Nil Ultra: Pop, politics, gore and a good laugh

– Please, introduce yourself, tell us a little bit about you.

I’m from Arizona but have lived in Los Angeles for about 15 years. I have a nice little house with my gal and our small dog where I spend most of my time if I’m not at my day job. We have a massive avocado tree in the back yard and a dart board where you can often find me with a glass of wine and a pack of smokes. I make a good martini. Belvedere, extra dry with a twist if I have a choice. I enjoy  the stock market. The greatest film ever made is Amadeus, although it just beats out The Blues Brothers. I listen to Howard Stern and watch a lot of news. I’ve been trying to learn French and have a collection of vacation shirts.

– Your work is both political and visually playful; has a classic feel, with a contemporary approach…
Which are the main influences?

Ray Johnson, John Stezaker, and Steven Parrino have been a great influence on me, but I’m equally motivated and excited by other artists and disciplines. Being relatively new to international travel, I’ve been easily inspired by other cities and cultures and some of the exhibitions I’ve visited so far. Most notable would be the Eduardo Paolozzi at White Chapel and Edward Krasinski at Stedelijk last year.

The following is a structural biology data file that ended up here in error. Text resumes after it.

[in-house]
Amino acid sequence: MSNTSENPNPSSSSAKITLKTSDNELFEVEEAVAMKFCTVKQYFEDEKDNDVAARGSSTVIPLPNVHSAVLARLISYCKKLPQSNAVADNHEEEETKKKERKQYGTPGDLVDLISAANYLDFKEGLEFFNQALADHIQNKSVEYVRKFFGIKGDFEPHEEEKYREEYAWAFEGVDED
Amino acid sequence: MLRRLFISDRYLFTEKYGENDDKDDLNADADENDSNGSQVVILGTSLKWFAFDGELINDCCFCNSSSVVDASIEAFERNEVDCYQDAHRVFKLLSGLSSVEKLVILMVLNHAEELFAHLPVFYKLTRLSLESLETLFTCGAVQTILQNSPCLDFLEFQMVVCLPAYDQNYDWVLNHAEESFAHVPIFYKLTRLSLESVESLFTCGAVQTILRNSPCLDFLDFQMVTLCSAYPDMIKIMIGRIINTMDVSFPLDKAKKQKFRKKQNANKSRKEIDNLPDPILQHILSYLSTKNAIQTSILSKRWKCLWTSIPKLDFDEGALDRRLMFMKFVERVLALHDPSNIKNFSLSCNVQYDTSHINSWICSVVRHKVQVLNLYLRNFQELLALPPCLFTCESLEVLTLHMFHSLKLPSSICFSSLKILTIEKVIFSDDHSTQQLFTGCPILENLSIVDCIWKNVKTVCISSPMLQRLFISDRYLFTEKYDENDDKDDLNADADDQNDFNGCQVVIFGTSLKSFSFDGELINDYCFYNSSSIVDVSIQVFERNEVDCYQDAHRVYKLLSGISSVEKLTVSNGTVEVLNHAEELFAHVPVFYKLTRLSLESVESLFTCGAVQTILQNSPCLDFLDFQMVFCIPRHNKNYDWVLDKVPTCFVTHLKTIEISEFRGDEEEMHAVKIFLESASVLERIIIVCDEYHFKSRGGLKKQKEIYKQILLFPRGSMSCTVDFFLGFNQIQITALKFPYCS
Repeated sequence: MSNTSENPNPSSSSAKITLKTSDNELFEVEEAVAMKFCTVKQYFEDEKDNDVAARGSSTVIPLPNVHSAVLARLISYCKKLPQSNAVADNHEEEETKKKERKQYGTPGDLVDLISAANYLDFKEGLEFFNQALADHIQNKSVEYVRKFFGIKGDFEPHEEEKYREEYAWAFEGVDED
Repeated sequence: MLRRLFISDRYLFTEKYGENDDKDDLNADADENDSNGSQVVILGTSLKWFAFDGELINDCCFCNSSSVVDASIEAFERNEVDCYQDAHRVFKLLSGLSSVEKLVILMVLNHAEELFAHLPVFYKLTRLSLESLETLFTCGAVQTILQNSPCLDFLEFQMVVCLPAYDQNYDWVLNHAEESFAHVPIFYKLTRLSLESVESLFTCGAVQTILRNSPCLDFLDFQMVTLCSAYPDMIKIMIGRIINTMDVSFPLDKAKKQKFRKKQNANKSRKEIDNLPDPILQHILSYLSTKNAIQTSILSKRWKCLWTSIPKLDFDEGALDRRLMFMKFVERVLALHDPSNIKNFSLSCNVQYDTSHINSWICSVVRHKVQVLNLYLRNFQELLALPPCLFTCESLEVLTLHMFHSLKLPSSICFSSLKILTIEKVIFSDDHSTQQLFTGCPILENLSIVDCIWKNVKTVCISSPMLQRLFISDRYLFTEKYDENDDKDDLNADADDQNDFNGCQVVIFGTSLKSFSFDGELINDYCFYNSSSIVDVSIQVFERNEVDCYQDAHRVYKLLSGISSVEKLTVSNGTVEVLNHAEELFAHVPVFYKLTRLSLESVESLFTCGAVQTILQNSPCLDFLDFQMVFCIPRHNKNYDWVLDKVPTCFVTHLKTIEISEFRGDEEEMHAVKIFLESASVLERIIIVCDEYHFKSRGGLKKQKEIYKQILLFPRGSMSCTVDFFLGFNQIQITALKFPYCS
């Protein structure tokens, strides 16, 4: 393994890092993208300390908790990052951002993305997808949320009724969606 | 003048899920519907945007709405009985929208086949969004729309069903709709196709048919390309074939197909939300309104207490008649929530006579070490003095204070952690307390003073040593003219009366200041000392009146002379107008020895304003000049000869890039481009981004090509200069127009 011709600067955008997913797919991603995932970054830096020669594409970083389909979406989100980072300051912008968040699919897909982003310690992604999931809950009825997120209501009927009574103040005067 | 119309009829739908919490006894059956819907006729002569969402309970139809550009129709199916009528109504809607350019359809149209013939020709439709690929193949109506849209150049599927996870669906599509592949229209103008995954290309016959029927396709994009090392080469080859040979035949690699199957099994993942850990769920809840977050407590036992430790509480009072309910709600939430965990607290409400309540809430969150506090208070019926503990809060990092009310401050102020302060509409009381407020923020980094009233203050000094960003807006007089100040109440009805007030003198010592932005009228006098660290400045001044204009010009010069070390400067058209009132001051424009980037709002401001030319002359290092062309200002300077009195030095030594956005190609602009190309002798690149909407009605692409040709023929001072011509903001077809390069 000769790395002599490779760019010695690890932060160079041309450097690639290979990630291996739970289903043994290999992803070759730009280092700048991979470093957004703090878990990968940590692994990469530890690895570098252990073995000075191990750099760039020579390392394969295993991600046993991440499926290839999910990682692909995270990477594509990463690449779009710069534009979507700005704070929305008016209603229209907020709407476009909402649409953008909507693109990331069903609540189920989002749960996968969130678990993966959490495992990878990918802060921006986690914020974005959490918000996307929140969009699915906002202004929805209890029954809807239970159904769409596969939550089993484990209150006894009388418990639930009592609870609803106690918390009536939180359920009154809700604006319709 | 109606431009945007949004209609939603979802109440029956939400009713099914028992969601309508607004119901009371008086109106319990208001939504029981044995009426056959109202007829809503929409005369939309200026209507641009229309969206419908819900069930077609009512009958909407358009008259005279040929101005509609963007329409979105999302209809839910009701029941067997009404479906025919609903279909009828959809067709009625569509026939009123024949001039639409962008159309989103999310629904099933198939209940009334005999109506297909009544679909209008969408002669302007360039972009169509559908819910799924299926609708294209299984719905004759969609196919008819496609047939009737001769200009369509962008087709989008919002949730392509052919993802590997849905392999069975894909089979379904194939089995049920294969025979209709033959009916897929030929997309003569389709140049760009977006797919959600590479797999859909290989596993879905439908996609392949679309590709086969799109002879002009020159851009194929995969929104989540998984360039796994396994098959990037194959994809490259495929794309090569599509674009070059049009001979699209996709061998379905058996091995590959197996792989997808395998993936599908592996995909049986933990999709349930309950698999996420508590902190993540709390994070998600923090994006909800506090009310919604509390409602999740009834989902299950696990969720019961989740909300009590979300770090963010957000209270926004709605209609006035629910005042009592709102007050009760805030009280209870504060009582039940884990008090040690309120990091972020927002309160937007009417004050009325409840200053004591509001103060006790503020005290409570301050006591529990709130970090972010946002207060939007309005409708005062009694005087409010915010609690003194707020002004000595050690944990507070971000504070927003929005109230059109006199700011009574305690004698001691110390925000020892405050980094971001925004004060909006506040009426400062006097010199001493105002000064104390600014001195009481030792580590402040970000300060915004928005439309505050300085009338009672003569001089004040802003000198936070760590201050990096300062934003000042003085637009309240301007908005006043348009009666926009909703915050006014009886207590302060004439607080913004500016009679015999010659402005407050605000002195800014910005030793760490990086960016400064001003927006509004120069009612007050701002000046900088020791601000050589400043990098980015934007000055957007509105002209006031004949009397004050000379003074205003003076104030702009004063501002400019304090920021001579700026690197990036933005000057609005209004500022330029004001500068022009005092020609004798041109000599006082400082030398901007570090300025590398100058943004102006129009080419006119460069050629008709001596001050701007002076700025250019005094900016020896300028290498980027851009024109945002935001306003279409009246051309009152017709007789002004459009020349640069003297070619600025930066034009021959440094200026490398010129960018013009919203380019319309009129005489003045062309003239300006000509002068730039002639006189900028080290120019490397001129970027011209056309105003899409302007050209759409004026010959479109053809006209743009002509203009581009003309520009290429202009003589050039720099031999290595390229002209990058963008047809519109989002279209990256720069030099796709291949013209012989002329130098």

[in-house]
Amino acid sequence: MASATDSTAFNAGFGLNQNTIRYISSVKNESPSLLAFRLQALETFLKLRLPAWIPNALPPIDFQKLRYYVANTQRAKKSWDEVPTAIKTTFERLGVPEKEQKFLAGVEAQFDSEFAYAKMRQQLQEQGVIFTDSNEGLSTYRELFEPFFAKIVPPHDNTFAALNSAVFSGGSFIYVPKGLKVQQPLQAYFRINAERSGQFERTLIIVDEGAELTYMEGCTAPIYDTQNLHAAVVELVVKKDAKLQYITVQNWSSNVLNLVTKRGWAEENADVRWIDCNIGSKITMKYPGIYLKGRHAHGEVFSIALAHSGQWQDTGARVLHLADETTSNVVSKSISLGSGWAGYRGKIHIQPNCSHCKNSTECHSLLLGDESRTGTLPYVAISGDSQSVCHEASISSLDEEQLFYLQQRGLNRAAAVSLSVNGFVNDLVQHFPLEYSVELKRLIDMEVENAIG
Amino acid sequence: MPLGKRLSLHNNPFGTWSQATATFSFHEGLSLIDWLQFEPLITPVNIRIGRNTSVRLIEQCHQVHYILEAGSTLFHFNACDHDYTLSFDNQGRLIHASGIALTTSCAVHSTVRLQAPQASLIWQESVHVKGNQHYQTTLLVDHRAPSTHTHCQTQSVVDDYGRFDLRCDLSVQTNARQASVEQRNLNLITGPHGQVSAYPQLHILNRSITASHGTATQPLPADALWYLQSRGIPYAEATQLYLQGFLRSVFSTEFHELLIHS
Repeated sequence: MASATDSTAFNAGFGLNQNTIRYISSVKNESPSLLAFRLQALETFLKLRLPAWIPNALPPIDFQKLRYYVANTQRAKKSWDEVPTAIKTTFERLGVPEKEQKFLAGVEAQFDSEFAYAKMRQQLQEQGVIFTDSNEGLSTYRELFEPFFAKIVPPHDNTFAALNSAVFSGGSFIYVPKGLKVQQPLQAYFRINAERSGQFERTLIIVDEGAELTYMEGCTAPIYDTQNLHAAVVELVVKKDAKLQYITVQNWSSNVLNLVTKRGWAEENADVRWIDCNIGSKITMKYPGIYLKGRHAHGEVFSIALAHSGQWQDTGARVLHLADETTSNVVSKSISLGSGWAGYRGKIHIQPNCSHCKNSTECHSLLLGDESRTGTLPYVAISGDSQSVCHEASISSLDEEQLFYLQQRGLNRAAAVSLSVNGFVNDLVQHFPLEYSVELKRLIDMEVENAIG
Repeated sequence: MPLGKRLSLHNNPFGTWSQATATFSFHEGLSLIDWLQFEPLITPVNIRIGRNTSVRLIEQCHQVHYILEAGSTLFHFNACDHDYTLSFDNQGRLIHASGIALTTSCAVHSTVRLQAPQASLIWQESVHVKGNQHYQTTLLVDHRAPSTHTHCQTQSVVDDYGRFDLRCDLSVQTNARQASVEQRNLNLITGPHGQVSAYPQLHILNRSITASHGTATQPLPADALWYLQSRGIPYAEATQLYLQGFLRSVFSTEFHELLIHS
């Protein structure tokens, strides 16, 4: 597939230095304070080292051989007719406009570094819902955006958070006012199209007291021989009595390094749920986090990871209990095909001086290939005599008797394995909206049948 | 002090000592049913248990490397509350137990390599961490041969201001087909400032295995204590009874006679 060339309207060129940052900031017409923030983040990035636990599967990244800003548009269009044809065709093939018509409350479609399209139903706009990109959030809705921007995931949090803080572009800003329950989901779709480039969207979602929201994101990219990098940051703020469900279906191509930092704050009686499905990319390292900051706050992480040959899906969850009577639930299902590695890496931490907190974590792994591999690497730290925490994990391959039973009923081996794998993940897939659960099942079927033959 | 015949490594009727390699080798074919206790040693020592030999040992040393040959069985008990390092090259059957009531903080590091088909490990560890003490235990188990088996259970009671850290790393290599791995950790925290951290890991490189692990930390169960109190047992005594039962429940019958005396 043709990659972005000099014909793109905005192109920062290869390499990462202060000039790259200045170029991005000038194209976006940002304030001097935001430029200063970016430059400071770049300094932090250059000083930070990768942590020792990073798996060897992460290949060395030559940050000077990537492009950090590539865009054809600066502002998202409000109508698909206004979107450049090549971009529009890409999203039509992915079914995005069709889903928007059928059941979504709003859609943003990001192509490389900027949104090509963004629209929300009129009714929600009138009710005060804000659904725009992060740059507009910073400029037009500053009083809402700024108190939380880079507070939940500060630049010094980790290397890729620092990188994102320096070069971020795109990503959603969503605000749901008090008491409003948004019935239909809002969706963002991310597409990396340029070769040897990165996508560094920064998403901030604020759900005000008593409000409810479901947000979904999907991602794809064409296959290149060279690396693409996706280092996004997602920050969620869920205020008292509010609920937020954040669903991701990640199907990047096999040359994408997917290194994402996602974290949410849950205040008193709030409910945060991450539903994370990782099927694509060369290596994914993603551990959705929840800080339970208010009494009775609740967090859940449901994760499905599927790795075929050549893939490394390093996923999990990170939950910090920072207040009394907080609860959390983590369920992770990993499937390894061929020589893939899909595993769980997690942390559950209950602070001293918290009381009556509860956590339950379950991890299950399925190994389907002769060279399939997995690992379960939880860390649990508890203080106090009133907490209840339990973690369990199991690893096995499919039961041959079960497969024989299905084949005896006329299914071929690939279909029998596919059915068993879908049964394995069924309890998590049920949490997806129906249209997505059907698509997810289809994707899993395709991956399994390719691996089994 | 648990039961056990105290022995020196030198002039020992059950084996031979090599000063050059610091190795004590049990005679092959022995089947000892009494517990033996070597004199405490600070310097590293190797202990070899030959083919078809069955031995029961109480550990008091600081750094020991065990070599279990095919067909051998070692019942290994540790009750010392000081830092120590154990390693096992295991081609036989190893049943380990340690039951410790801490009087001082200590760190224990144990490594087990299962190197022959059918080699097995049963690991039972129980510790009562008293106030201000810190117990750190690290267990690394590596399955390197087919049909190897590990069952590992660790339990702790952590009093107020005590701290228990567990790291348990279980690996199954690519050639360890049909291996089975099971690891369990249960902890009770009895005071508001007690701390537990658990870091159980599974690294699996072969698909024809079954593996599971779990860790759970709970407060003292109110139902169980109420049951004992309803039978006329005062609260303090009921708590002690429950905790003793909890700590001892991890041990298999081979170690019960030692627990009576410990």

When it comes to the politics and humor in the work, most often it’s accidental. A joke or commentary on something social or political is often stumbled on, or thought of in the process of scouring and searching through old magazines and books.


– How would you describe your work process?

Sporadic. I’ll get a few ideas of subject matter and tone that I want to play with and dig around for what I can. But, for the most part I surf through my materials and cut out things that interest or surprise me and set them aside for future use. Some clippings are used quickly while others may ride around with me for months.

– Tell us something about your source material. What drew you to that specific type of images?

When I started to focus on collage, I gave myself a rule to not work with any materials made after 1978, the year I was born. The idea was, that assigning this rule to the work and applying this limitation to myself, that I may be forced to really dig for the story I want to tell- especially when commenting on anything current. I’m fond of vintage smut and old museum catalogs.

– How does living in L.A. influence your work? Is there a collage scene in the city?

It’s California, man. It’s easy to have a good time making things. As far as a collage scene, I’m sure there is one… there’s a scene for everything.

– What´s your definition of collage? 

Gratification and a good laugh.